Dominican nuns face federal charges
Three Dominican nuns face up to 30 years in prison following their protest last month at a Colorado missile silo.
Calling themselves "The Sacred Earth and Space Plowshares II," Sisters Jackie Hudson, Carol Gilbert and Ardeth Platte cut through fences at missile silo site N-8 near Greeley Colo. Using handheld hammers, they pounded on the silo to symbolise the act of beating "swords into plowshares", a reference to Isaiah 2:4.
The women are being held in the Clear Creek County Jail facing two federal charges: injury, interference or obstruction of the national defense of the United States, which carries up to 20 years imprisonment and up to a $A443,340 fine, and injury of property of the United States. A trial is set for 16 December.
Jeff Dorschner, a spokesman for the US Attorney's office in Denver, said the total damage done was more than $A1770, which qualifies the charges as felonies. Dorschner said the office agreed to allow the three nuns to be released on their own recognisance, but they refused.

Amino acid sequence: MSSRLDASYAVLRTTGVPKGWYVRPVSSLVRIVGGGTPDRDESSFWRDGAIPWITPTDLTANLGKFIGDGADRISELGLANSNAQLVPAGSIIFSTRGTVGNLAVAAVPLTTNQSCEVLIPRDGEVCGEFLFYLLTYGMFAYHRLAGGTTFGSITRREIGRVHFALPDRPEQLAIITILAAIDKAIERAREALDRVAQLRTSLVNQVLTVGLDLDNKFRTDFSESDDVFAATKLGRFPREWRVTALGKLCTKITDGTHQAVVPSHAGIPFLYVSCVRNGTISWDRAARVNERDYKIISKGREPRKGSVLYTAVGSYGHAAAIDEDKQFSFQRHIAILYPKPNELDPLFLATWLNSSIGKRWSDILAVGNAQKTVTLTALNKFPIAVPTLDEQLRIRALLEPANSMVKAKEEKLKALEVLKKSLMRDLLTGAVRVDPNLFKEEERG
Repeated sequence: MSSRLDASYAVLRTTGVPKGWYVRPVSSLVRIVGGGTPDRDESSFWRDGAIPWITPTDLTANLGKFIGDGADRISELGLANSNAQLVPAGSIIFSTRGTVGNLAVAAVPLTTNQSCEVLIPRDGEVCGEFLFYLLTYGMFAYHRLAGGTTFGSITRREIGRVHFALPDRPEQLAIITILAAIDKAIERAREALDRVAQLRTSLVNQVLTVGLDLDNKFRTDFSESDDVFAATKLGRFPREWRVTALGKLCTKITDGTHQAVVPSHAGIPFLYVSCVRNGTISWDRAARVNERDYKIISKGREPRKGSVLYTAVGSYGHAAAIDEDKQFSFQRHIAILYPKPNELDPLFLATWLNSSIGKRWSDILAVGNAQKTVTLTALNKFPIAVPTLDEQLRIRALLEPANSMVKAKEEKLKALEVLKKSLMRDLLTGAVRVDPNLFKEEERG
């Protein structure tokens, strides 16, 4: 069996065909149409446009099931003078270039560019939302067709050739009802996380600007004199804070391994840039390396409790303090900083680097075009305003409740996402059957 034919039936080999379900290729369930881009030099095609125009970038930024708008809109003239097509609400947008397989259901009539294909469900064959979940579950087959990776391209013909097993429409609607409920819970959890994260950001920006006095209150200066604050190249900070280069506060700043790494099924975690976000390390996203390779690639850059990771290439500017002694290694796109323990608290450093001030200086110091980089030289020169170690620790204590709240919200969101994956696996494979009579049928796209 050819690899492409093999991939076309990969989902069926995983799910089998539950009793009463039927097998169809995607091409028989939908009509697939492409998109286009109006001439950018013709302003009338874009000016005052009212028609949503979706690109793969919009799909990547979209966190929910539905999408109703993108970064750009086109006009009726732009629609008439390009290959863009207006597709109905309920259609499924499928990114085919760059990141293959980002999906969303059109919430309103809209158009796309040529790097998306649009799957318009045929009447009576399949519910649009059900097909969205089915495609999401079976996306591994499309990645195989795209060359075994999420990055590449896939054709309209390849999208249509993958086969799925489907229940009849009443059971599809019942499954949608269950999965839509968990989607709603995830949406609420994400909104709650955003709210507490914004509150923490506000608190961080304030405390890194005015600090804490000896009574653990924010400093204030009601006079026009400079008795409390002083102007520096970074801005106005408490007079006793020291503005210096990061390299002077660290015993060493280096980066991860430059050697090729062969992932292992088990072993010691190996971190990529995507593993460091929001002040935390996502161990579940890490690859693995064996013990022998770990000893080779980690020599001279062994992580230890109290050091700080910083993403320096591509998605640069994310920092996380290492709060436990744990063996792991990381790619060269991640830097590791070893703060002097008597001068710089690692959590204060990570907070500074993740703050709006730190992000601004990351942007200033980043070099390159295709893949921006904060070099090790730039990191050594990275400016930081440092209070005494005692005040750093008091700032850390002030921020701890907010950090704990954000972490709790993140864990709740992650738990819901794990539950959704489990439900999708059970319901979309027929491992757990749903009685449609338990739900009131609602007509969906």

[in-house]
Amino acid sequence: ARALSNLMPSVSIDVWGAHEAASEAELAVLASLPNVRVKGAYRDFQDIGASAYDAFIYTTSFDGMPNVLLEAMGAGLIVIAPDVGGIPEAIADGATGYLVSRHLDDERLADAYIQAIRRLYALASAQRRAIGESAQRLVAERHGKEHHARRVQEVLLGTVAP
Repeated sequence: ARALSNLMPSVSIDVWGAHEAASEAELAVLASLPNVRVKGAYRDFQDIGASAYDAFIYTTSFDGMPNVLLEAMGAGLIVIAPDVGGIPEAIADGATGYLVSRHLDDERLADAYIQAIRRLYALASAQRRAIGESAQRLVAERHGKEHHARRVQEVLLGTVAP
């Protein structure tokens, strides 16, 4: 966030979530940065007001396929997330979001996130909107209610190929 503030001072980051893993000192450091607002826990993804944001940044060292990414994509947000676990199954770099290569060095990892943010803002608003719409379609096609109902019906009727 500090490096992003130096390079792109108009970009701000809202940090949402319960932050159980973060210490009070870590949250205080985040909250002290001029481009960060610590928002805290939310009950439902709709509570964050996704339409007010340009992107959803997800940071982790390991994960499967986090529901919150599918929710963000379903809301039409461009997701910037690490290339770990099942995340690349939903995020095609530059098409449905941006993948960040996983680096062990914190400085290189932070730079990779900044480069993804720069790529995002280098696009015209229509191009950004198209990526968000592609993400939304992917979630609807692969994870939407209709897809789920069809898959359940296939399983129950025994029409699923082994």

"The bond requires them not to participate in further demonstrations, and they could not promise to do that as a matter of conscience," said Liz McAlister, who, along with her husband, Philip Berrigan, resides at the Jonah House Community in Baltimore, where Platte, 66, and Gilbert, 54, also reside. Hudson, 67, lives at the Ground Zero Community near Seattle, Washington.
The women refused a court-appointed attorney, saying they would jointly undertake their own defense, although they reserved the right to find a pro-bono attorney who would offer legal assistance.
Berrigan, himself a veteran of many Plowshares protests, said the action by the three nuns "couldn't come at a better time" as the United States readies itself for war with Iraq.
National Catholic Reporter
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Sacred Earth & Space Plowshares III
12 Nov 2002